The housing 32 has a slot/opening 46 for a coin 48 that is processed to initiate the betting process. After inputting the coin 48, a repositionable lever 50, in this case a pivotable operating arm as used on slot machines, is pivoted in the direction of the arrow A to operate an internal switch 28 that thereby causes the input wager to be directed to the random number generator 20. As an alternative to a coin actuator, a reader or scanner 51 could be used to identify information on a card 52 to initiate operation. With the above described system, the operator will have the convenience and thrill of playing a conventional slot machine, potentially realizing an immediate preliminary, partial return amount, with the added thrill of waiting to anticipate an even higher final return amount after the predetermined racing period has expired.

To add another dimension to the system 10, an audio signal generator 53 and/or a visual signal generator 54 can be used to produce effects that simulate an equestrian event, simulate a live race environment, assist placement of input wagers, identify the beginning of a wagering period, identify the end of a wagering period, simulate a live game environment, or otherwise add to the excitement or authenticity of the system 10. The actual race or game from which the wagering base in the random number generator 20 is derived may be re-run/re-played on a video screen and/or audibly at the terminal 12 or re-played in an audio format. As a further alternative, a live horse/dog race and/or jai alai game may be broadcast in real time audibly and/or visually through the system 10.

Some specific wagering processes that might be practiced using the inventive system 10 and method will be described below. After a number of races are run and the results/outcome tabulated, some 60-90 or more individual results (example win, quinella, exacta, trifecta, superfecta) are selected for use by the invention as the wagering base 22. The outcomes can be from the same race or a combination of different races. A typical wagering period may be 5 to 30 minutes, although the wagering period is discretionary with the operator.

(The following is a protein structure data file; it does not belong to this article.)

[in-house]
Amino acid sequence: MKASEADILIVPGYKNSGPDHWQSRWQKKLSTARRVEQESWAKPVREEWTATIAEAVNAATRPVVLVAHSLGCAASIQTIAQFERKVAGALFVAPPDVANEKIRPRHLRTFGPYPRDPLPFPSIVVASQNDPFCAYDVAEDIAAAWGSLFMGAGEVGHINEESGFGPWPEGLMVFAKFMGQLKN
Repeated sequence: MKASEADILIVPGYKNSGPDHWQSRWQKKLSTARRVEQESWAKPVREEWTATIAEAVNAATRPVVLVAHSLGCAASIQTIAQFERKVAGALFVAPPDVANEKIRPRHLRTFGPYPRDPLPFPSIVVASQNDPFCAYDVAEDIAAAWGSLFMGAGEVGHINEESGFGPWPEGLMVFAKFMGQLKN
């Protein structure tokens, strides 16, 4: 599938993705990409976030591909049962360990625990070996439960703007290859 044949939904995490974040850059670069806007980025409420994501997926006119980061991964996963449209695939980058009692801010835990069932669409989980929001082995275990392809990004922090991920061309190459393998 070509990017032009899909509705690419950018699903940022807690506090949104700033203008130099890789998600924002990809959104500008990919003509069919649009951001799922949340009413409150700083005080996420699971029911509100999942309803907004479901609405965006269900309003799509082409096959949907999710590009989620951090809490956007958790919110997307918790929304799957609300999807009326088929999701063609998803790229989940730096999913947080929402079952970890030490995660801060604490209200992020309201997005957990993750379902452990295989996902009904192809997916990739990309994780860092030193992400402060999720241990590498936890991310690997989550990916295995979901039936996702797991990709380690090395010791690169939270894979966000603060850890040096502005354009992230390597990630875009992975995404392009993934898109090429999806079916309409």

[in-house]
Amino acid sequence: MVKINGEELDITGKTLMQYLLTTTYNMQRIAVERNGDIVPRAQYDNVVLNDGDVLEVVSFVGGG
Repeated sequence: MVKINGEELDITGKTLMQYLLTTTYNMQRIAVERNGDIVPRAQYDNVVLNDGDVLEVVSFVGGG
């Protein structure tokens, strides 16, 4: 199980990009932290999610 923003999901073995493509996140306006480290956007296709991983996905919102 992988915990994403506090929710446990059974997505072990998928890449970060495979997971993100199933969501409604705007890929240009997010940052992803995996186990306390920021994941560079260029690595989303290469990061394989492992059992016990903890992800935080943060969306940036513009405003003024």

Outcome No. 1

No. 1 won and paid $12

Outcome No. 2

No. 8-6 perfecta won and paid $50

Outcome No. 3

No. 3-7-9 trifecta won and paid $340

Outcome No. 4

Nos. 9-7-1-2 superfecta won and paid $3,000

The odds for a No. 1 win were 5 to 1, i.e. 1 chance in six. The resulting probability is 0.1666666667. The odds for the perfecta were 24 to 1, i.e. 1 chance in 25. The resulting probability is 0.04. The odds for the trifecta were 169 to 1, i.e. 1 chance in 170. The resulting probability is 0.0058823529. The odds for the superfecta were 2,999 to 1, i.e. 1 chance in 3,000. The resulting probability is 0.0003333333.

The bettor determines how much to bet on a particular outcome. In this particular example, a $2 wager could be made on each of the four or five possible outcomes/bet options A,B,C,D and possibly the quinella (E). The input wager would typically be from $0.25 up to $50.00. This amount can be more or less depending upon the particular jurisdiction determination.